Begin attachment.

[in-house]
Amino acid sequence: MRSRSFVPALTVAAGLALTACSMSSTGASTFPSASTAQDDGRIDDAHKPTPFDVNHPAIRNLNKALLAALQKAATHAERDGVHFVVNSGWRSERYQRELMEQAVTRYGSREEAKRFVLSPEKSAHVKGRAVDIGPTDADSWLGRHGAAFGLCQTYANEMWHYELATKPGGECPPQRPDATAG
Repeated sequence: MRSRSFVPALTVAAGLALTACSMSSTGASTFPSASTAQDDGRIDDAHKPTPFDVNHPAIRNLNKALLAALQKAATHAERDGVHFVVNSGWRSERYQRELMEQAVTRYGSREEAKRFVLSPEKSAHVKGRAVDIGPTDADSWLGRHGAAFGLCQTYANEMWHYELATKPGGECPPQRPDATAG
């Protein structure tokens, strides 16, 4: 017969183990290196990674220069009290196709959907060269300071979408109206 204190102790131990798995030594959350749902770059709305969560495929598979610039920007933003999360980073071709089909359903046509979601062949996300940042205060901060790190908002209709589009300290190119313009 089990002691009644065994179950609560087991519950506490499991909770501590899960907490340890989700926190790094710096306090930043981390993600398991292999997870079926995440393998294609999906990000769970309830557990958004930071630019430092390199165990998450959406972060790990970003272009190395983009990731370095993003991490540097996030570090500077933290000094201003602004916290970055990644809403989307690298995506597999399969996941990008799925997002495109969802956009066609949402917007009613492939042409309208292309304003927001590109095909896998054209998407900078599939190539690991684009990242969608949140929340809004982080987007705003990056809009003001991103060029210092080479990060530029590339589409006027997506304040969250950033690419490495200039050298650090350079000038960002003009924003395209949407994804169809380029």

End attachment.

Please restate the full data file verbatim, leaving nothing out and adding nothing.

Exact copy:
[in-house]
Amino acid sequence: MRSRSFVPALTVAAGLALTACSMSSTGASTFPSASTAQDDGRIDDAHKPTPFDVNHPAIRNLNKALLAALQKAATHAERDGVHFVVNSGWRSERYQRELMEQAVTRYGSREEAKRFVLSPEKSAHVKGRAVDIGPTDADSWLGRHGAAFGLCQTYANEMWHYELATKPGGECPPQRPDATAG
Repeated sequence: MRSRSFVPALTVAAGLALTACSMSSTGASTFPSASTAQDDGRIDDAHKPTPFDVNHPAIRNLNKALLAALQKAATHAERDGVHFVVNSGWRSERYQRELMEQAVTRYGSREEAKRFVLSPEKSAHVKGRAVDIGPTDADSWLGRHGAAFGLCQTYANEMWHYELATKPGGECPPQRPDATAG
């Protein structure tokens, strides 16, 4: 017969183990290196990674220069009290196709959907060269300071979408109206 204190102790131990798995030594959350749902770059709305969560495929598979610039920007933003999360980073071709089909359903046509979601062949996300940042205060901060790190908002209709589009300290190119313009 089990002691009644065994179950609560087991519950506490499991909770501590899960907490340890989700926190790094710096306090930043981390993600398991292999997870079926995440393998294609999906990000769970309830557990958004930071630019430092390199165990998450959406972060790990970003272009190395983009990731370095993003991490540097996030570090500077933290000094201003602004916290970055990644809403989307690298995506597999399969996941990008799925997002495109969802956009066609949402917007009613492939042409309208292309304003927001590109095909896998054209998407900078599939190539690991684009990242969608949140929340809004982080987007705003990056809009003001991103060029210092080479990060530029590339589409006027997506304040969250950033690419490495200039050298650090350079000038960002003009924003395209949407994804169809380029």